In Pakistan a scheme using ATMs to dispense water is in use to distribute minimum clean water requirements to poor families. Something a lot of us take for granted, but for these Pakistani’s it’s making a difference being able to access safe and clean water, using smart cards which allow participants to receive up to 30 litres per day. Making clean water available could save some of the estimated $1.1 billion that Pakistan spends each year on health care related to water quality, sanitation and hygiene.
Globally, there are many problems with the prevailing ‘business as usual’ attitude and we need to find ways to change course for the better. In October 2014 Snippets introduced some articles on the concept of the Circular Economy. Here we include the third in this series. It discusses how the linear economy, where the large quantities of waste generated are sent to the landfill, is not sustainable, and that changing the way we manufacture is the key to creating a more sustainable circular economy. We have examples of companies that are succeeding in thinking this way, and being successful in the process. Ikea have committed to spending a billion dollars, changing to renewable energy in their business, and helping communities affected by climate change. They expect to become energy independent, using only solar and wind power.
A local NZ company – Lanzatech, are also doing some very good work helping create a circular economy. They have developed processes to recycle a wide variety of carbon rich wastes, producing fuels like ethanol and jet fuel. They also have a process for producing Omega-3 fatty acids, from CO2 rich waste gas streams, which can be used in animal feedstock. Some smart ideas from our own back yard are being recognised internationally.
We next look at ‘How the Oceans can clean Themselves’. Every year we produce about 300 million tons of plastic, of which a portion ends up in the ocean. The damage to creatures that call the sea home is immense. This damage has a knock on effect, with an estimated $1.27 billion in fishing and vessel damage. A possible solution, detailed here, would involve passive collection points using floating barriers. As there is so much plastic floating around, these catchment areas would need to be cleared every 45 days. The level of thought, detail and testing that has gone into this project is very impressive. All the more so as the company head is a 22 year old who first considered the idea on a diving trip in Greece in his mid-teens. A young set of eyes brings with it fresh, exciting ideas that could well save our oceans from the menace of plastic.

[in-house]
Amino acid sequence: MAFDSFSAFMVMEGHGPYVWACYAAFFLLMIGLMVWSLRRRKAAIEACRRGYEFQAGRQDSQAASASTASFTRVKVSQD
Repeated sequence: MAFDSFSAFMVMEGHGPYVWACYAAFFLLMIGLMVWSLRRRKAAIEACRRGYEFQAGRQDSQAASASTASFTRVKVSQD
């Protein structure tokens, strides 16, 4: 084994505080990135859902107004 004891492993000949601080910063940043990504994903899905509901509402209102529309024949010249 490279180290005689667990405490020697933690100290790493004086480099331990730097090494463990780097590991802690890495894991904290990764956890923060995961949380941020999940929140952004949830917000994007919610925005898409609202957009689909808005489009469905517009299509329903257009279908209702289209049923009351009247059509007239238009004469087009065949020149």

As children are the future, what will our legacy be to them? Well, on our present course, the answer at this stage is an ecosystem in pretty bad shape! There is however a new weapon in the arsenal against climate change, ‘Pester Power’. One of the world’s leading climate economists Lord Stern is urging children and young people to “guilt trip” their parents and other adults into doing more to save the world.
So perhaps, if you think kids are important, then let’s help them out by stepping up and making a collective difference. Yay and high fives all round.
Thanks for taking the time to read this issue and we look forward to catching up with you again. If you have any items of interest you would like to submit, then please feel free to forward them.